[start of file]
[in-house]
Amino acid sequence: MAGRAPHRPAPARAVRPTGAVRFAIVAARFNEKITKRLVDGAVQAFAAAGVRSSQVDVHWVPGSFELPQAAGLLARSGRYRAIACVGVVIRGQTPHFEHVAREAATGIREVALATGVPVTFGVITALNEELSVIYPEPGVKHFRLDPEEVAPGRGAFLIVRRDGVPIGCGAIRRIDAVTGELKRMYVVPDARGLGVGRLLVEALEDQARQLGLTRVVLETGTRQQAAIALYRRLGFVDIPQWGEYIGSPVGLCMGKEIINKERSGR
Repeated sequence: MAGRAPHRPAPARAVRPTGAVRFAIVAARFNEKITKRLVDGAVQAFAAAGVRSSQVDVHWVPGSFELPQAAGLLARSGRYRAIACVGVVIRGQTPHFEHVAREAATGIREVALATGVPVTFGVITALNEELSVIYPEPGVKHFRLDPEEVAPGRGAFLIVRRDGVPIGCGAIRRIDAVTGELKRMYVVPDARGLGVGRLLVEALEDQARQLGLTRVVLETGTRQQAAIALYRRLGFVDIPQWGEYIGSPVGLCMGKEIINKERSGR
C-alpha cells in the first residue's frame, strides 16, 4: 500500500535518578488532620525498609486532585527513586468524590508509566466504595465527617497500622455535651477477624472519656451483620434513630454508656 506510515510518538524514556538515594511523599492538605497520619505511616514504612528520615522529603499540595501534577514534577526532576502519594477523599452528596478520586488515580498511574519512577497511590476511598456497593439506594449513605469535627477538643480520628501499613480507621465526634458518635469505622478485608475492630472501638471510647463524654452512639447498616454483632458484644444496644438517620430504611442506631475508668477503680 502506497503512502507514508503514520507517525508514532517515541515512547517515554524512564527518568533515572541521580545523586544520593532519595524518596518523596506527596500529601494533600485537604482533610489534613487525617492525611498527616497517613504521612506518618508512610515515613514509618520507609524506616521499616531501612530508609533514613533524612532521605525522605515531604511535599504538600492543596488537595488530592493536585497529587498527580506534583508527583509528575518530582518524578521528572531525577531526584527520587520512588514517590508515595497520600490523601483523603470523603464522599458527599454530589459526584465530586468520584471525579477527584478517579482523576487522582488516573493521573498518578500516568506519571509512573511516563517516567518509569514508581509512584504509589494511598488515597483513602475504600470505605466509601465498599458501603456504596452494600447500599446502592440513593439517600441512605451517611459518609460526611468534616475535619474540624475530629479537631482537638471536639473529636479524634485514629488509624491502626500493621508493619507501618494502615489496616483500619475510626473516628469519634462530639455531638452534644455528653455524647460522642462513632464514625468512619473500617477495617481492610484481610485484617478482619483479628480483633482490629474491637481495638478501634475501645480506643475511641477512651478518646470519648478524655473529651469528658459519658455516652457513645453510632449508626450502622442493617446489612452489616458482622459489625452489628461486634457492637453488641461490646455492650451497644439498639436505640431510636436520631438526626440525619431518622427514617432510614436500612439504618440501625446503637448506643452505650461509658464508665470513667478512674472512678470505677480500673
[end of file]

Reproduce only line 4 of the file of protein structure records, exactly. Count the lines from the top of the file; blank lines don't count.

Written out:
C-alpha cells in the first residue's frame, strides 16, 4: 500500500535518578488532620525498609486532585527513586468524590508509566466504595465527617497500622455535651477477624472519656451483620434513630454508656 506510515510518538524514556538515594511523599492538605497520619505511616514504612528520615522529603499540595501534577514534577526532576502519594477523599452528596478520586488515580498511574519512577497511590476511598456497593439506594449513605469535627477538643480520628501499613480507621465526634458518635469505622478485608475492630472501638471510647463524654452512639447498616454483632458484644444496644438517620430504611442506631475508668477503680 502506497503512502507514508503514520507517525508514532517515541515512547517515554524512564527518568533515572541521580545523586544520593532519595524518596518523596506527596500529601494533600485537604482533610489534613487525617492525611498527616497517613504521612506518618508512610515515613514509618520507609524506616521499616531501612530508609533514613533524612532521605525522605515531604511535599504538600492543596488537595488530592493536585497529587498527580506534583508527583509528575518530582518524578521528572531525577531526584527520587520512588514517590508515595497520600490523601483523603470523603464522599458527599454530589459526584465530586468520584471525579477527584478517579482523576487522582488516573493521573498518578500516568506519571509512573511516563517516567518509569514508581509512584504509589494511598488515597483513602475504600470505605466509601465498599458501603456504596452494600447500599446502592440513593439517600441512605451517611459518609460526611468534616475535619474540624475530629479537631482537638471536639473529636479524634485514629488509624491502626500493621508493619507501618494502615489496616483500619475510626473516628469519634462530639455531638452534644455528653455524647460522642462513632464514625468512619473500617477495617481492610484481610485484617478482619483479628480483633482490629474491637481495638478501634475501645480506643475511641477512651478518646470519648478524655473529651469528658459519658455516652457513645453510632449508626450502622442493617446489612452489616458482622459489625452489628461486634457492637453488641461490646455492650451497644439498639436505640431510636436520631438526626440525619431518622427514617432510614436500612439504618440501625446503637448506643452505650461509658464508665470513667478512674472512678470505677480500673